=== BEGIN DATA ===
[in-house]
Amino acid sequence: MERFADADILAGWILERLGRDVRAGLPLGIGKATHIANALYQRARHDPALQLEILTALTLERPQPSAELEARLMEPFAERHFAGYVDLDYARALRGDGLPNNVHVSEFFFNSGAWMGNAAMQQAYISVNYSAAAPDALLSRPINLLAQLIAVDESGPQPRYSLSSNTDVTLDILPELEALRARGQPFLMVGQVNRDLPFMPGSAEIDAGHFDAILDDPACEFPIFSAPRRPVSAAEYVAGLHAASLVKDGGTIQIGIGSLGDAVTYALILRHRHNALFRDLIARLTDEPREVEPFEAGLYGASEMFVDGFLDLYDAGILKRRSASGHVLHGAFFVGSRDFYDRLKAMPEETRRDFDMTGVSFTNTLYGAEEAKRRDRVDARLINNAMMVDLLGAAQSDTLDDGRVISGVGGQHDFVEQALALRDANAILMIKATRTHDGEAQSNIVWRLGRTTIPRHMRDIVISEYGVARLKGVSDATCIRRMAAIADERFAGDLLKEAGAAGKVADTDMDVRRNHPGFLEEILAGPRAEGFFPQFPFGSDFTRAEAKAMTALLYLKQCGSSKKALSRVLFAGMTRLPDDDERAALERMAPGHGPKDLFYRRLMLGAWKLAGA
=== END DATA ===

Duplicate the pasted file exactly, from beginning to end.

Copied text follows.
[in-house]
Amino acid sequence: MERFADADILAGWILERLGRDVRAGLPLGIGKATHIANALYQRARHDPALQLEILTALTLERPQPSAELEARLMEPFAERHFAGYVDLDYARALRGDGLPNNVHVSEFFFNSGAWMGNAAMQQAYISVNYSAAAPDALLSRPINLLAQLIAVDESGPQPRYSLSSNTDVTLDILPELEALRARGQPFLMVGQVNRDLPFMPGSAEIDAGHFDAILDDPACEFPIFSAPRRPVSAAEYVAGLHAASLVKDGGTIQIGIGSLGDAVTYALILRHRHNALFRDLIARLTDEPREVEPFEAGLYGASEMFVDGFLDLYDAGILKRRSASGHVLHGAFFVGSRDFYDRLKAMPEETRRDFDMTGVSFTNTLYGAEEAKRRDRVDARLINNAMMVDLLGAAQSDTLDDGRVISGVGGQHDFVEQALALRDANAILMIKATRTHDGEAQSNIVWRLGRTTIPRHMRDIVISEYGVARLKGVSDATCIRRMAAIADERFAGDLLKEAGAAGKVADTDMDVRRNHPGFLEEILAGPRAEGFFPQFPFGSDFTRAEAKAMTALLYLKQCGSSKKALSRVLFAGMTRLPDDDERAALERMAPGHGPKDLFYRRLMLGAWKLAGA